COVID-19: Potential Impact on Commercial and Residential Real Estate
The impact of the coronavirus on commercial and residential real estate will be significant. Here are just a few of the changes that are coming and some thoughts on potential actions that might be taken to mitigate risk.
In a pandemic, the most vulnerable segment in commercial real estate is retail. While many businesses have an online presence, the vast majority of retail businesses depend on foot traffic. This includes not just stores but also face-to-face service businesses like barbershops, restaurants, and bars, places were ‘remote work’ for their employees is not a realistic possibility.
If people are afraid or unable to patronize local businesses, retailers have no customers. Additionally, retailers will have increasing problems getting workers, either because of mandatory or voluntary quarantines or because some workers will have to stay home a significant amount of time because they have children whose schools have been closed due to the coronavirus threat. At the same time, retailers have to reassure the potential customers by incurring the extra costs of intense cleaning while publicizing this fact in ways that entice customers in rather than scaring them off.
Depending, of course, on how long this situation lasts, a major slowdown means that retailers, many of whom lack sufficient capital or lines of credit to operate in a downturn, may become unable to pay their rents. While a two- or three-week slowdown may be bearable, if this situation extends into 3, 4, 5, or 6 weeks, leases may go into default.
Because of this, landlords who lease to retail tenants may soon find themselves in a cash crunch leading to mortgage defaults. Additionally, if properties have been valued for loan purposes on the basis of a multiple of earnings, a decline in rental income will lead to a decline in appraisal values, making it difficult to refinance if lenders tighten up their loan-to-value ratios, which can be expected. Further, even if the landlord can make the mortgage payments, a decline in property values may trigger a default due to a financial ratio clause in a number of mortgages.
The same factors that can adversely impact commercial real estate are at play in the residential market. If homeowners do not have paychecks because they are furloughed or cannot get to work, home mortgages may go into default. Additionally, a large percentage of the home lending market is securitized. A local lender does not hold the loan. The borrower has to deal with a loan servicer who may have limited capacity to accommodate a borrower’s request. If residential mortgages start defaulting, there can be a resulting slide in home prices.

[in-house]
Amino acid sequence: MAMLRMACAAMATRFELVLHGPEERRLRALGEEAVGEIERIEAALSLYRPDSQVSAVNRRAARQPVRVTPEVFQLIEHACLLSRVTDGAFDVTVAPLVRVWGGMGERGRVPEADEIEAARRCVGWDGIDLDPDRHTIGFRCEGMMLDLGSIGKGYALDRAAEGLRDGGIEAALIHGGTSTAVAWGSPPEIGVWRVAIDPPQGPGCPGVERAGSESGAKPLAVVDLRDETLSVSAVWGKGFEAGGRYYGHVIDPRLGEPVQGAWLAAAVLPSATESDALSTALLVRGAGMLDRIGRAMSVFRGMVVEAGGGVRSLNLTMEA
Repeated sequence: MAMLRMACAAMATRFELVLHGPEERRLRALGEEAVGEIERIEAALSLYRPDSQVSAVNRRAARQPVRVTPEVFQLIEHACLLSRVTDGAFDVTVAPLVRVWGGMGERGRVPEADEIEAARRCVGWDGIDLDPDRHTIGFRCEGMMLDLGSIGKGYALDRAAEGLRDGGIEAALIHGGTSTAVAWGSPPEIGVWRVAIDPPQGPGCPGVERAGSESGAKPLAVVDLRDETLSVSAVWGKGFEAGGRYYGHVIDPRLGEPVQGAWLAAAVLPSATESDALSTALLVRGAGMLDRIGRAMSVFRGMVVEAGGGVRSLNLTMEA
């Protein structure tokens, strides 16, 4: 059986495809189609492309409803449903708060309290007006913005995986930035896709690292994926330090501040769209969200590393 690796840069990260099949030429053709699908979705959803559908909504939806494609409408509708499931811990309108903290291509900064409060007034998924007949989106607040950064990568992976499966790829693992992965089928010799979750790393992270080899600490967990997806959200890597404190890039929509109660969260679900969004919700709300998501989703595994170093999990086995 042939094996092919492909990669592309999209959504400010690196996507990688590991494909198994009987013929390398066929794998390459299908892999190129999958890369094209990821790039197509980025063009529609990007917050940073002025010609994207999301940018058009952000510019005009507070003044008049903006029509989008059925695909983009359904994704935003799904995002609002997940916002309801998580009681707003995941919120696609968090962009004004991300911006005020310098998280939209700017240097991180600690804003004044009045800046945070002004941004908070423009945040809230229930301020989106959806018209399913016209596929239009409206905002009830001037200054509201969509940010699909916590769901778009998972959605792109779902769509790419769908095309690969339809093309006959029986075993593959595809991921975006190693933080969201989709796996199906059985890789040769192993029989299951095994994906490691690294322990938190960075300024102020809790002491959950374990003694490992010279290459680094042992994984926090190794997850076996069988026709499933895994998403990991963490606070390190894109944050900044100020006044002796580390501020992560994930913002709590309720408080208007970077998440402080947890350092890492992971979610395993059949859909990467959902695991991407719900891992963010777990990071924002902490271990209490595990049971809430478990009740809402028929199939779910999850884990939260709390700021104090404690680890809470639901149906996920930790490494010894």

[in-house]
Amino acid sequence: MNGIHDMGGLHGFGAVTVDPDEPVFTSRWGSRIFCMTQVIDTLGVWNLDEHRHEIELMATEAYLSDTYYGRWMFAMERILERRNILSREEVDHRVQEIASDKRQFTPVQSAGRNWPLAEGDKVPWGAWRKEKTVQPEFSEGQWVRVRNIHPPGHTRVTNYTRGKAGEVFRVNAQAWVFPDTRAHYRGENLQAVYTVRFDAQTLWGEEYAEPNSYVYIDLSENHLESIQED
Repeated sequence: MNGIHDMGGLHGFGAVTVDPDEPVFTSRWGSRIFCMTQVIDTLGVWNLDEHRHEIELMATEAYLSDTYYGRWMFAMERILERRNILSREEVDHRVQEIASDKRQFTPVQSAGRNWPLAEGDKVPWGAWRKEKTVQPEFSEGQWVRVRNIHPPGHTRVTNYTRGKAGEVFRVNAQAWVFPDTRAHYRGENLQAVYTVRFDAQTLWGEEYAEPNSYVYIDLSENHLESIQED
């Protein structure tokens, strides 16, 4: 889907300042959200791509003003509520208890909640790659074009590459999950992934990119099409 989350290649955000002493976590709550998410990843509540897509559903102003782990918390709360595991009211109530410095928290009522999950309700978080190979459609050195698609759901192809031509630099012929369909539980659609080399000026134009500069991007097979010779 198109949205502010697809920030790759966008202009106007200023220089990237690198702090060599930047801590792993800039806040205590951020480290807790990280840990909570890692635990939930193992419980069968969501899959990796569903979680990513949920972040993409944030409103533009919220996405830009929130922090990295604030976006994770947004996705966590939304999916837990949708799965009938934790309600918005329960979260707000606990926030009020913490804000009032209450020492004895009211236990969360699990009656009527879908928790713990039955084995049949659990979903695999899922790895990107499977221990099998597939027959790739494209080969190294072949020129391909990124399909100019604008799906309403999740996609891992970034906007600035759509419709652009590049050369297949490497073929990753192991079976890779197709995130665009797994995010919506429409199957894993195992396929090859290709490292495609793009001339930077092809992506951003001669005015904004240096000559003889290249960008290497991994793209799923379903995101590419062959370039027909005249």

Selling a home in this environment may become increasingly difficult. Potential buyers, even if they have the funds available for a purchase, may be reluctant to view properties, fearful of coming in contact with an owner or agent who may unknowingly be an infection vector, or even touching surfaces in a home, not knowing who else has touched them. While there are online home purchasing options in some markets, the price received by the homeowner may be less than that available in a traditional sales environment, leading to a further downward spiral of valuations.
Refinancing existing debt may look attractive because of current low interest rates, but lenders appear to be stress-testing their portfolios now. Refinancing may become increasingly difficult, and not just because a decrease in real estate values impacts the amount lenders may agree to loan. Residential borrowers may find that there are increased conditions imposed on refinancing and higher standards required to prove current income and net worth. In commercial loans, refinancing may be less available or more costly because of increased pre-payment penalties and more stringent financial covenants.
Related Impacts on the Automobile Market
While the thrust of this alert deals with real estate, we would be remiss if we did not also note that a downturn in the market for new and used cars can be anticipated. Potential buyers may be reluctant to come to dealerships not only because of uncertainty about their own financial situation but also while calls for social distancing remain. This may also lead to car owners delaying all repairs except those absolutely necessary to keep the vehicle operating, resulting in a further decline in dealership revenue.
If workers are laid off or find their take-home pay diminished because of reduced hours many businesses are instituting, the default rate in automobile loans may be accelerated.
One never wants to see individuals and an economy suffer, but given what we see coming, there may be opportunities for those who can act quickly.
First and foremost, whatever the potential opportunities are, the most important thing is to make sure that you use all possible efforts to protect your family, your employees, and your customers from the effect of the coronavirus.
Second, if it is possible to refinance, extend lines of credit, or renew lines of credit, now is the time to do so before lenders tighten their standards even further.
Third, if one has the capital or lines of credit, there undoubtedly will be buying opportunities in residential and commercial real estate.
These will be trying times for everyone, but the ability to look ahead to spot both risks and opportunities can prove to be invaluable.